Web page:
To the church in the hearts of the people
Government must understand it is the main employer and you are either going to employ people and pay them, or you are going to have them unemployed and feed them at the public’s expense in your public institutions, including in your jails.
–– Sir Roy Trotman, general secretary of the Barbados Workers Union.
This is ideation, though reeking of cynicism, paints a clear picture of the circumstance that predisposes our political leaders to finding jobs for people –– at all costs. The irony is this observation of Sir Roy’s should pass as food for thought, or some panacea for the woes the Government now faces, which in large degree was conditioned by this predilection our revered union leader would have cemented for all time.
Of course it is not peculiar to the Barbados Government of being the biggest employer in the land. Governments almost everywhere have the highest salary payments to make in the country; and in these recessionary times such has been an economic burden and a drain on their coffers.
Some observers have repeatedly advised –– even in the United States –– that the “simple solution” to all this national strain is to shrink the government (like reducing Cabinet numbers and other ancillary posts); cut all “nonessential” programmes (the Opposition Barbados Labour Party would decidedly include the Barbados Democratic Labour Party summer camps in these), and let the markedly excess number of employees by government find work in the private sector (which the projected 3,000 or so to be laid off by our Government in the first quarter of 2014 may be successful in doing or not).
Let’s be honest. The Government of Barbados, under both the Democratic Labour Party and the Barbados Labour Party, has been doing a great deal for Barbadians with its health, education and social programmes. Almost every Bajan regards such national welfare as a right –– which ought not to be altered, and certainly not stopped.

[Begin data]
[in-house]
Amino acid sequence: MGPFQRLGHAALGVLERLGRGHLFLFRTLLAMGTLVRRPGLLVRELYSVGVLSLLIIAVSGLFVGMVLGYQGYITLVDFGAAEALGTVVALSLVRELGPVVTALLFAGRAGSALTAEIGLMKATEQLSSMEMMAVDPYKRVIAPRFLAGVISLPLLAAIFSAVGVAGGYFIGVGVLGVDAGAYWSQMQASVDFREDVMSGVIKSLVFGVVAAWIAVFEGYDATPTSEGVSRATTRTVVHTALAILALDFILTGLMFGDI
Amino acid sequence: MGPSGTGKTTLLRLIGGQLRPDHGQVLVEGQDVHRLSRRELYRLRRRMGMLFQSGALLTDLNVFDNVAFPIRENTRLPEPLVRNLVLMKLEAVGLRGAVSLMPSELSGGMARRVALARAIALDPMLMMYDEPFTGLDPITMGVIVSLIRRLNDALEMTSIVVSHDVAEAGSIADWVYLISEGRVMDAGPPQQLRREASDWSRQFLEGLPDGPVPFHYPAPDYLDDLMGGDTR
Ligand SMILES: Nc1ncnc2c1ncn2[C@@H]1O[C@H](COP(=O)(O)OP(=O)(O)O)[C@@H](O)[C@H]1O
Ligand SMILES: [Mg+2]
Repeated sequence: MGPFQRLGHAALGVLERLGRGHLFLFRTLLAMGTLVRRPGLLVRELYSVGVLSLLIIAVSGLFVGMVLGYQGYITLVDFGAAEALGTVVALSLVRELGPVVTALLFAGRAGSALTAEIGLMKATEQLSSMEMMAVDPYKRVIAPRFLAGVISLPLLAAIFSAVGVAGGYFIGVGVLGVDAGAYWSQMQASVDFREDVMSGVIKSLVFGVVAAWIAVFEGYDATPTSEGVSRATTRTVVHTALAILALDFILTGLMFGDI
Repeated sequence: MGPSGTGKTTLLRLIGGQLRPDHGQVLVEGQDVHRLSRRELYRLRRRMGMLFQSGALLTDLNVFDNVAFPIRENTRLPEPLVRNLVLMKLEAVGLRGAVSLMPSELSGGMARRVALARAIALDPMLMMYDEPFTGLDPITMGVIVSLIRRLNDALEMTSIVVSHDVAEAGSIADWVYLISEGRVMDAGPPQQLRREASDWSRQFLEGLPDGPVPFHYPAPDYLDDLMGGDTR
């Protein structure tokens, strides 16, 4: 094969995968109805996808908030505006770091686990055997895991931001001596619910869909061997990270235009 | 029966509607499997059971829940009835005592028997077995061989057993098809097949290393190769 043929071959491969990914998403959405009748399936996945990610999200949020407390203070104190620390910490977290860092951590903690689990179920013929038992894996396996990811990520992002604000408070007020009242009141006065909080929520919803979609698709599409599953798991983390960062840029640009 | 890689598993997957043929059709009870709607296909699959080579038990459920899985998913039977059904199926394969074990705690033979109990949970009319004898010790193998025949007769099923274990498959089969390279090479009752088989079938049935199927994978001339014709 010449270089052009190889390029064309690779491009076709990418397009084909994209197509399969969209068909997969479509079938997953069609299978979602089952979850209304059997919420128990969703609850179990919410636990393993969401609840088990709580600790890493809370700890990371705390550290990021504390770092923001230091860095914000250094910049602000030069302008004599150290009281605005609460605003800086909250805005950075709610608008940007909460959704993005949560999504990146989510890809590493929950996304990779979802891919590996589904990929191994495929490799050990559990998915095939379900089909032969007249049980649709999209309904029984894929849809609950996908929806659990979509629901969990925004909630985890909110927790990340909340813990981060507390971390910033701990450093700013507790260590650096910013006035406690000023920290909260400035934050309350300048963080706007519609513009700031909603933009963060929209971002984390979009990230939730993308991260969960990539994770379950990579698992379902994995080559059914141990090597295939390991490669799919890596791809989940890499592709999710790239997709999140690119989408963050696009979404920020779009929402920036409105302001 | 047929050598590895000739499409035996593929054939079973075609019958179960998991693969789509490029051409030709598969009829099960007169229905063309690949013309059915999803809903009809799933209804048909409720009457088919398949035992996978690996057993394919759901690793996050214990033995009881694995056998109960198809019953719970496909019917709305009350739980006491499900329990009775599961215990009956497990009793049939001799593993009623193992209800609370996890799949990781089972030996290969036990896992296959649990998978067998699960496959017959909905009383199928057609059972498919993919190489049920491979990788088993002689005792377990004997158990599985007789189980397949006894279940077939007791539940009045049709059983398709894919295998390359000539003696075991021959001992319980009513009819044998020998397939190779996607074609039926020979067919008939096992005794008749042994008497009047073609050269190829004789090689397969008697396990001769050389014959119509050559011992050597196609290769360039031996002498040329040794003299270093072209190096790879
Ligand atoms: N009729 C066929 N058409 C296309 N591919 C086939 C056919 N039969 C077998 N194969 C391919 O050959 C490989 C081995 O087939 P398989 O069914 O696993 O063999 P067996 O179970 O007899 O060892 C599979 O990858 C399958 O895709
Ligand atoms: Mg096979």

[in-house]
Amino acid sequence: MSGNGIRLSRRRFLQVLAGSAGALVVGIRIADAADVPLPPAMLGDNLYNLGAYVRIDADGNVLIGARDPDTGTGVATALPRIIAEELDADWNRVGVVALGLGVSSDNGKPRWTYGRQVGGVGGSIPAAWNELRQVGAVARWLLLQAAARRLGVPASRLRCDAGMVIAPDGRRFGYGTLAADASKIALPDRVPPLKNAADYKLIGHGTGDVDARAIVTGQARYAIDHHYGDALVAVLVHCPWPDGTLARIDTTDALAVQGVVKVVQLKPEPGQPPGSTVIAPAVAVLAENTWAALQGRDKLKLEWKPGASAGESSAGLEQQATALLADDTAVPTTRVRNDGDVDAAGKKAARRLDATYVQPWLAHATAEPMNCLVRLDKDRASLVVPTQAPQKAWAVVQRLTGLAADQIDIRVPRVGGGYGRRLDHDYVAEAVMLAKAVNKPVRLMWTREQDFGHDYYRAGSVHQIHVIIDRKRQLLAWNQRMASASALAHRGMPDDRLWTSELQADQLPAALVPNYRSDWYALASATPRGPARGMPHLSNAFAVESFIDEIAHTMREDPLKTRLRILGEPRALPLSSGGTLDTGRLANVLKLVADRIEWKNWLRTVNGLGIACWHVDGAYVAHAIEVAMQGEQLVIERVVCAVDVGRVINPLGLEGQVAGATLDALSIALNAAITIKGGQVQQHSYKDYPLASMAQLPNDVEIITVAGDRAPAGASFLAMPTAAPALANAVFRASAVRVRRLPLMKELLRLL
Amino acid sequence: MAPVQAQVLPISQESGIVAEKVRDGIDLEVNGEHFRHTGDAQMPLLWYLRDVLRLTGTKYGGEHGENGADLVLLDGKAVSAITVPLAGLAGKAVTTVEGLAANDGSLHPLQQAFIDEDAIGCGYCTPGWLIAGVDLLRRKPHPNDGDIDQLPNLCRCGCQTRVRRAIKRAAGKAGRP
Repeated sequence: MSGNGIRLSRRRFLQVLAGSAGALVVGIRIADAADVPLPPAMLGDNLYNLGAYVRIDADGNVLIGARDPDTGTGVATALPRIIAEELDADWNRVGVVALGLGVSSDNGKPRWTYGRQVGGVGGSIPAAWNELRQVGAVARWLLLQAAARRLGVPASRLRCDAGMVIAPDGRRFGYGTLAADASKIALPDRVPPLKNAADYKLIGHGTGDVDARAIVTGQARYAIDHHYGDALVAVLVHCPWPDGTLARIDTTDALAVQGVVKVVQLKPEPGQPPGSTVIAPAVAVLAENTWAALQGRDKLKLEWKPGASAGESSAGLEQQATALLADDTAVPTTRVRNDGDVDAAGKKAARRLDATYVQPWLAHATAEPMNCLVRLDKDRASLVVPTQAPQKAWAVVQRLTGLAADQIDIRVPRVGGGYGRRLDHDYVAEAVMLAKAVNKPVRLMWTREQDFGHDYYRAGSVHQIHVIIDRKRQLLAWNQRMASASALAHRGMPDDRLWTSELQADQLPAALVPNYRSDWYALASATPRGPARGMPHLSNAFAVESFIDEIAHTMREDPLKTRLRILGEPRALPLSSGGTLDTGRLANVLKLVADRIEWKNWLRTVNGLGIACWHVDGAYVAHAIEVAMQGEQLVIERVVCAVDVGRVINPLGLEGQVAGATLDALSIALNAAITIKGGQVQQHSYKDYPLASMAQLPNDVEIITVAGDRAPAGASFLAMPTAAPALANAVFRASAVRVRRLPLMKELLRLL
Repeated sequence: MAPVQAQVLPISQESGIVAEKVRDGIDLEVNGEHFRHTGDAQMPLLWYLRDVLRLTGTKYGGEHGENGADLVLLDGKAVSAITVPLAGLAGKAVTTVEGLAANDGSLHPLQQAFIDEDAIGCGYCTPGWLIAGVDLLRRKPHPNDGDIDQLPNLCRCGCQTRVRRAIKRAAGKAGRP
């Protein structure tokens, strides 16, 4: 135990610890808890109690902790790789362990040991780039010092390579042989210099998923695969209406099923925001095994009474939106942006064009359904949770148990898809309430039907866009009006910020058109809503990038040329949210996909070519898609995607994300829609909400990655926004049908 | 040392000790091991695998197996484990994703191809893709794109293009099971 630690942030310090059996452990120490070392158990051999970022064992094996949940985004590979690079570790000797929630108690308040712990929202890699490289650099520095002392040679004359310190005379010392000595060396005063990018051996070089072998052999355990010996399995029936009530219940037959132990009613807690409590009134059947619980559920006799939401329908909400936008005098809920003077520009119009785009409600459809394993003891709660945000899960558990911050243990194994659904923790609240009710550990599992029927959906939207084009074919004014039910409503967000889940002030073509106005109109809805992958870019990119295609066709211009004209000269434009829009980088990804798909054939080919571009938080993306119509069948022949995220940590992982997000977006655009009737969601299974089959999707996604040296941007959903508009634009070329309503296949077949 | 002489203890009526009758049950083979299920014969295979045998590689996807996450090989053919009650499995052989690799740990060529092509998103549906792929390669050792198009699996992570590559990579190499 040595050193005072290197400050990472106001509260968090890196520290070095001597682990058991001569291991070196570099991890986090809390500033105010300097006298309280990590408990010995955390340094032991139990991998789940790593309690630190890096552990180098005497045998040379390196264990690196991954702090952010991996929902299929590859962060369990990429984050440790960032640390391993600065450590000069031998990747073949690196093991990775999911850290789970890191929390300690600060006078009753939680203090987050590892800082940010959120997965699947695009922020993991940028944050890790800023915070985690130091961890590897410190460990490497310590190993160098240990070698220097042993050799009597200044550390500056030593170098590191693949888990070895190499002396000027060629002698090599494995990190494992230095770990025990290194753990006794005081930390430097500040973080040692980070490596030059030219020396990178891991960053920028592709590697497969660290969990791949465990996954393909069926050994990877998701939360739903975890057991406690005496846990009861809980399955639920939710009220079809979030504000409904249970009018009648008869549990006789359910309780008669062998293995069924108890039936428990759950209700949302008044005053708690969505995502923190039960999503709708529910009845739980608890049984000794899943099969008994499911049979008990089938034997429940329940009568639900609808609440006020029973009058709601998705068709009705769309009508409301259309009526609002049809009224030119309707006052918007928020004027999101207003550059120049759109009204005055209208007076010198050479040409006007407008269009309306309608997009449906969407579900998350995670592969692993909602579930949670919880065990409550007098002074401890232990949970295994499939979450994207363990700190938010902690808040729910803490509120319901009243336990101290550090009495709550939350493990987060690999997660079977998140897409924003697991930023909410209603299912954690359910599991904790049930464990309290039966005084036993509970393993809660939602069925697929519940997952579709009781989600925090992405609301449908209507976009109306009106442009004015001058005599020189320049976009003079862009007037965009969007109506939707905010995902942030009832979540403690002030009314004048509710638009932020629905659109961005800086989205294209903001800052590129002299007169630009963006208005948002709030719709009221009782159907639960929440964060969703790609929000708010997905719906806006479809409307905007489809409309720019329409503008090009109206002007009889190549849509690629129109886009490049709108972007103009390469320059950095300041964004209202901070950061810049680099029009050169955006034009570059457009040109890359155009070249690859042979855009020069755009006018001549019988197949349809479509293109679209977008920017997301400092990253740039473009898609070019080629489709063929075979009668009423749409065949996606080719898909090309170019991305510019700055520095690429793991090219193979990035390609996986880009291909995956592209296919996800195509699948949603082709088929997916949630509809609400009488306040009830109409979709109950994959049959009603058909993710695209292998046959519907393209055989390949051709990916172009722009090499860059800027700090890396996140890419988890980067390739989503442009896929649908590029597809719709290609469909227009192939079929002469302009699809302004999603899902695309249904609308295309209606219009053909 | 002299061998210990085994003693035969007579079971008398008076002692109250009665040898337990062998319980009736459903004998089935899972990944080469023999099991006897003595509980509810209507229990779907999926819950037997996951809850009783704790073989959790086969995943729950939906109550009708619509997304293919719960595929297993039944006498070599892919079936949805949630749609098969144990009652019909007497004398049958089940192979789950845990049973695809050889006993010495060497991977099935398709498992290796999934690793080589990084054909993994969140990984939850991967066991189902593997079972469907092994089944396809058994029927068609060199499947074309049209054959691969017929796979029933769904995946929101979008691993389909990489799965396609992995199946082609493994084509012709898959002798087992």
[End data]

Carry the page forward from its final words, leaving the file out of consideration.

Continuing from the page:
Some observers, surely not the majority, argue that the Government has been doing way too much for too long, and that since the sustainability of many of these national free benefits has been called into question, given our precarious economic situation, now would be a good time to diminish or relinquish several of these services –– or have them paid for.
Cutting Government expenditure, they say, by the trimming of jobs, allowing private enterprise to run some of these entities now led and managed by Government, and getting Barbadians off all this freeness –– without their suffering withdrawal symptoms –– could be a boon for jobs outside the public sector, even driving self-employment and ultimately revitalizing the economy, and bringing back confidence, hopefulness, enthusiasm and energy to the Barbadian society.
We do not fool ourselves that the greatest or least of this effort towards national economic recovery will not be uphill. And for any of our leaders –– political, social or religious –– to suggest otherwise is to do great disservice to the populace of Barbados, and to set up a people yearning after the restoration of a comfortable mind and unpressured body for absolute disillusionment.
Like all other God-fearing souls, we acknowledge the will and power of the Almighty; but we hold that it is a tad much when a pastor tells his flock that those possibly facing job loss need do nothing more than “trust in God” –– which is as easily done as said, but in the end not likely to bear fruit if the believer sits around idly awaiting “a miracle”.
We were more impressed with Bishop Dr John Holder’s approach to dealing with the burden that layoffs could bring to their victims living in the Anglican Church parishes. While acknowledging and reminding church worshippers on Old Year’s Night that “God is in control”, the bishop pledged he would instruct his priests to reach out into their own districts to see how they might ease the tribulations of and help bring peace of mind to any of the new jobless.
Stating up front that the Anglican Church would probably not be able to take care of all the needs of all the affected families, Dr Holder promised the church would do its best –– at the very least offer some help in minimizing the negative fallout from being put on the breadline.
It will be heart-warming to see the Anglican Church out in the field again doing its social duties –– as it once was well known for –– bringing its traditional soberness in godly things back to the community. Kudos to Dr Holder!
Naturally, we also commend all the other church leaders who have been playing their part in looking after their members and others in need, and continue to do so.
With austerity measures of a kind being taken in this current economic crunch, hopefully for an improved economy, there is no better time than now to love thy neighbour as thyself, and to be thy brother’s keeper –– sans cynicism!